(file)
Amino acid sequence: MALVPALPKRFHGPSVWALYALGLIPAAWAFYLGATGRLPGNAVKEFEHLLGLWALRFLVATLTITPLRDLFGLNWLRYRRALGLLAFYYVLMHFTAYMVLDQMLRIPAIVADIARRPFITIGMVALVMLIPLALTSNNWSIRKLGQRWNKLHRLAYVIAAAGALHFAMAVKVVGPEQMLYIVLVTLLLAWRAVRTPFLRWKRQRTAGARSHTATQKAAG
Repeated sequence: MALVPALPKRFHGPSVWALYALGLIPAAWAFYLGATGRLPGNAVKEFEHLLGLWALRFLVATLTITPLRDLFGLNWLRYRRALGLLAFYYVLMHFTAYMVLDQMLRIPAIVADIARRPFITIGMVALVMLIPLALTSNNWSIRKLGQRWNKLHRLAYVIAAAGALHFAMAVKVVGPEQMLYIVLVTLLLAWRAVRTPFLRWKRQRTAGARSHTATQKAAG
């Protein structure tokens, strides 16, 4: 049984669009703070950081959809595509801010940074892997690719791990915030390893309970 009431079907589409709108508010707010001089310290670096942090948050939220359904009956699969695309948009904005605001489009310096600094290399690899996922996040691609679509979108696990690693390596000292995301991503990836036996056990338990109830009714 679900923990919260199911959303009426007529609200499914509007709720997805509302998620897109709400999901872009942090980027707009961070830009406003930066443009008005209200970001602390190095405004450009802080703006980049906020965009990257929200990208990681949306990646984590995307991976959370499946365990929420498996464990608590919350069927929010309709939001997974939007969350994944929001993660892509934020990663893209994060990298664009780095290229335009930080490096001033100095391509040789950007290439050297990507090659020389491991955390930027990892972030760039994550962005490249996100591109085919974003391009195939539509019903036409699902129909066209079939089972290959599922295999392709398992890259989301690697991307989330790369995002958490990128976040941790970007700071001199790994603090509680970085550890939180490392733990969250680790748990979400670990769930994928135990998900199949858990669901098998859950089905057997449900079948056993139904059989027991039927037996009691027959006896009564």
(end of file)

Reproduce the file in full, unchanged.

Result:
Amino acid sequence: MALVPALPKRFHGPSVWALYALGLIPAAWAFYLGATGRLPGNAVKEFEHLLGLWALRFLVATLTITPLRDLFGLNWLRYRRALGLLAFYYVLMHFTAYMVLDQMLRIPAIVADIARRPFITIGMVALVMLIPLALTSNNWSIRKLGQRWNKLHRLAYVIAAAGALHFAMAVKVVGPEQMLYIVLVTLLLAWRAVRTPFLRWKRQRTAGARSHTATQKAAG
Repeated sequence: MALVPALPKRFHGPSVWALYALGLIPAAWAFYLGATGRLPGNAVKEFEHLLGLWALRFLVATLTITPLRDLFGLNWLRYRRALGLLAFYYVLMHFTAYMVLDQMLRIPAIVADIARRPFITIGMVALVMLIPLALTSNNWSIRKLGQRWNKLHRLAYVIAAAGALHFAMAVKVVGPEQMLYIVLVTLLLAWRAVRTPFLRWKRQRTAGARSHTATQKAAG
């Protein structure tokens, strides 16, 4: 049984669009703070950081959809595509801010940074892997690719791990915030390893309970 009431079907589409709108508010707010001089310290670096942090948050939220359904009956699969695309948009904005605001489009310096600094290399690899996922996040691609679509979108696990690693390596000292995301991503990836036996056990338990109830009714 679900923990919260199911959303009426007529609200499914509007709720997805509302998620897109709400999901872009942090980027707009961070830009406003930066443009008005209200970001602390190095405004450009802080703006980049906020965009990257929200990208990681949306990646984590995307991976959370499946365990929420498996464990608590919350069927929010309709939001997974939007969350994944929001993660892509934020990663893209994060990298664009780095290229335009930080490096001033100095391509040789950007290439050297990507090659020389491991955390930027990892972030760039994550962005490249996100591109085919974003391009195939539509019903036409699902129909066209079939089972290959599922295999392709398992890259989301690697991307989330790369995002958490990128976040941790970007700071001199790994603090509680970085550890939180490392733990969250680790748990979400670990769930994928135990998900199949858990669901098998859950089905057997449900079948056993139904059989027991039927037996009691027959006896009564």